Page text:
Third, the briefings on the coronavirus have relegated Democrats’ favorite agenda items to the back page. Clearly, this pandemic is the story of the day, whether or not the president addresses the nation each afternoon. But having a daily one or two-hour session about therapies and equipment deliveries soaks up a lot of the evening news cycle.
That leaves little time to celebrate Greta Thunberg’s latest conquests or the struggles of transgender people, topics that tend to dominate liberal talk shows and newspapers.
On the other hand, emerging from the germ-cloud of this pandemic is increased scrutiny of China. There have been widespread reports that China silenced whistleblowers who tried to alert the world about the virus and who might have saved many lives around the globe.
It is clear that Beijing lied about the outbreak, which began in Wuhan, lied about it being communicable between humans and lied about its dramatic spread. Many think China’s reporting on the virus still cannot be trusted. Dr. Birx, who coordinates the coronavirus response for the White House, said the world’s governments were slow to react to the pandemic in part because “we were missing a significant amount of the data” from Beijing.
Such complaints buttress President Trump’s confrontational approach to China, and his calls for U.S. companies to diversify their supply chains. It makes Joe Biden, who frequently admonishes Trump for his “xenophobic” critiques of Beijing, look foolish. This is a real liability for the Democratic contender come November.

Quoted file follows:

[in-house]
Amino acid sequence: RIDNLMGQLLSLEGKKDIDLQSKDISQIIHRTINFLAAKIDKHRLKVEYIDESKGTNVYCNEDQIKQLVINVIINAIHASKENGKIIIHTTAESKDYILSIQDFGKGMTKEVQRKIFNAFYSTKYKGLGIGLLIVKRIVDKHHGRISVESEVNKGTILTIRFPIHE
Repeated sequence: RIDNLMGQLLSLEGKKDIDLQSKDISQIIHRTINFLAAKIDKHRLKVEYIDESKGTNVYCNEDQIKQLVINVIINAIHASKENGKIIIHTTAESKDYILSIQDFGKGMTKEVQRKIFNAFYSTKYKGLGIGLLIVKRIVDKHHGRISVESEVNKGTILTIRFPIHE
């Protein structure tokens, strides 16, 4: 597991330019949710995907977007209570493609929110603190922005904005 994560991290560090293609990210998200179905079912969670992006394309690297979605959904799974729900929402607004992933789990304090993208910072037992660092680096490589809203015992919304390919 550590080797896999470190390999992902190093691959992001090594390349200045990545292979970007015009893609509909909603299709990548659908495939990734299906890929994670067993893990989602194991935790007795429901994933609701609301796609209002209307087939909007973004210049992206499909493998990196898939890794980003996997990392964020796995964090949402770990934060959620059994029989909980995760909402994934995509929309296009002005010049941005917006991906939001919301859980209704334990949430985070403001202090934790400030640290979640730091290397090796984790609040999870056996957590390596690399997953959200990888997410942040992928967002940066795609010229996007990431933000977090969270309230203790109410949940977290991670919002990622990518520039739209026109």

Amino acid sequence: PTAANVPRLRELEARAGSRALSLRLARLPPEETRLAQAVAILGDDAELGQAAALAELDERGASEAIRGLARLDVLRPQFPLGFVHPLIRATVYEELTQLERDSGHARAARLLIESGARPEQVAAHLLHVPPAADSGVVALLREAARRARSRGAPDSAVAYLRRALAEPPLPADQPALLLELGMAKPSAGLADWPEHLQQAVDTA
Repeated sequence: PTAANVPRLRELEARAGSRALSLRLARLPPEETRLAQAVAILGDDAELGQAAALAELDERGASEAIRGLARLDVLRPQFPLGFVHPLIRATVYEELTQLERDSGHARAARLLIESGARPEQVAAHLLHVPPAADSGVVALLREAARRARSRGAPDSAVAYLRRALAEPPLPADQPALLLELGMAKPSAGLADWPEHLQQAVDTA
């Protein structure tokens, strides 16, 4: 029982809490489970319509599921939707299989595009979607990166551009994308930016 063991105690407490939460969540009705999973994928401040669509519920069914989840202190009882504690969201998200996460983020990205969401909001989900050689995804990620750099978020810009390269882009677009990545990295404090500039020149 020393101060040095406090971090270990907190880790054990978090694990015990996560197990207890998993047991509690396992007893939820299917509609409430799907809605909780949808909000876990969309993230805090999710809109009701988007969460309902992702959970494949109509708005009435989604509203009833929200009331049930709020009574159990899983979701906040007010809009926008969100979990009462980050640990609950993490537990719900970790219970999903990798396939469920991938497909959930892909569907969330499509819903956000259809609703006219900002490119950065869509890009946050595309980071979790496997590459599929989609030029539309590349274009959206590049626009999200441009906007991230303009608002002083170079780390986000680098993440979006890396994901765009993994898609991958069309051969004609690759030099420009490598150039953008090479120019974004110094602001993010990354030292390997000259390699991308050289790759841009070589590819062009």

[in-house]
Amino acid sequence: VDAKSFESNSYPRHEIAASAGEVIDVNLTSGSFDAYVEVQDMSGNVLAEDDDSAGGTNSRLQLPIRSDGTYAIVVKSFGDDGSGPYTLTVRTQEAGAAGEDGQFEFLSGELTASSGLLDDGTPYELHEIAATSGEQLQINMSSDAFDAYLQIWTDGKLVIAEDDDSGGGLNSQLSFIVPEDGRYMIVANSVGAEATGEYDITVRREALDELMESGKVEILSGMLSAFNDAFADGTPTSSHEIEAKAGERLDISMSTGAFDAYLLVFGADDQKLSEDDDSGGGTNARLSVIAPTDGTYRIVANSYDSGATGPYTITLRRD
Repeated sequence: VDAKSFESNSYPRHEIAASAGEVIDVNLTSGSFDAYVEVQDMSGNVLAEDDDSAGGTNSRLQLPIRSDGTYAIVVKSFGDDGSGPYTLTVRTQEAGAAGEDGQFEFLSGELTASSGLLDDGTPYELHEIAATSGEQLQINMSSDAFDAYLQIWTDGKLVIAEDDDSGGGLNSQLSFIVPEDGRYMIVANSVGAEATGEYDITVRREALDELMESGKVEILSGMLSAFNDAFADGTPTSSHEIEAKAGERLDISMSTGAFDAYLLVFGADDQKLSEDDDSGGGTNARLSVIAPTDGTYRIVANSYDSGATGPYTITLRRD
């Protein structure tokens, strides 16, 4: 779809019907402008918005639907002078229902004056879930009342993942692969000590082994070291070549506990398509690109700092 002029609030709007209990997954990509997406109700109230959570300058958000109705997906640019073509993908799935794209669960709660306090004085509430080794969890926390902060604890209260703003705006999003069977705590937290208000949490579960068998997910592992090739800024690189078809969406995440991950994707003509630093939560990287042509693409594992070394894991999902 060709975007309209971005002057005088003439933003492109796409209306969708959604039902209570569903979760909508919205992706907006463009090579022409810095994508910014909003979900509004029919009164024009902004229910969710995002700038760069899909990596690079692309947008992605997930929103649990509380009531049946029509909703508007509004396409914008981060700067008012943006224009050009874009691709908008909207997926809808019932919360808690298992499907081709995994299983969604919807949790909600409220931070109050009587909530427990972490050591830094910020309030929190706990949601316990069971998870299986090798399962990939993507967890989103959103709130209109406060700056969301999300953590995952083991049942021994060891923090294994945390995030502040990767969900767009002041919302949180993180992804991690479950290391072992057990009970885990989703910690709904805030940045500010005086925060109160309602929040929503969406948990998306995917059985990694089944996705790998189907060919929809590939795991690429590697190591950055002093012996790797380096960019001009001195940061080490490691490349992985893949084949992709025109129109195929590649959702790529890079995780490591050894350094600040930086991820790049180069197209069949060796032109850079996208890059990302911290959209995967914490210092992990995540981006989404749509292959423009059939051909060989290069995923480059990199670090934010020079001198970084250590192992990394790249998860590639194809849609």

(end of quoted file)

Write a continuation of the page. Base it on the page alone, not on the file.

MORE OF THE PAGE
Speaking of November, it is worth remembering that there is a presidential election coming up, though a reminder is called for given the near invisibility of the opposition candidate.
The former vice president’s disappearing act is the fourth reason that Democrats want networks to stop airing the daily briefings. Not only does President Trump occupy center stage, they highlight that Biden occupies no stage at all. Moreover, it is impossible to imagine Biden forcefully commanding the instruments of government; he can barely manage his basement teleprompter.
Finally, liberals want to shut down the president’s TV exposure because the information given out during those briefings is important, like how low-income Americans can access expanded SNAP benefits or how small business owners can apply for a loan to tide them over these tough times.
Viewers are relying on that stream of news; they are communing with their president and the federal government in a way we rarely see. It is not clear how this virus will progress, when we can get back to work or how bad the economy will be over the next several months. But Americans see Trump fighting for them, every day, as hard as humanly possible.
Democrats know that will help him win four more years.
Liz Peek is a former partner of major bracket Wall Street firm Wertheim & Company. Follow her on Twitter @lizpeek.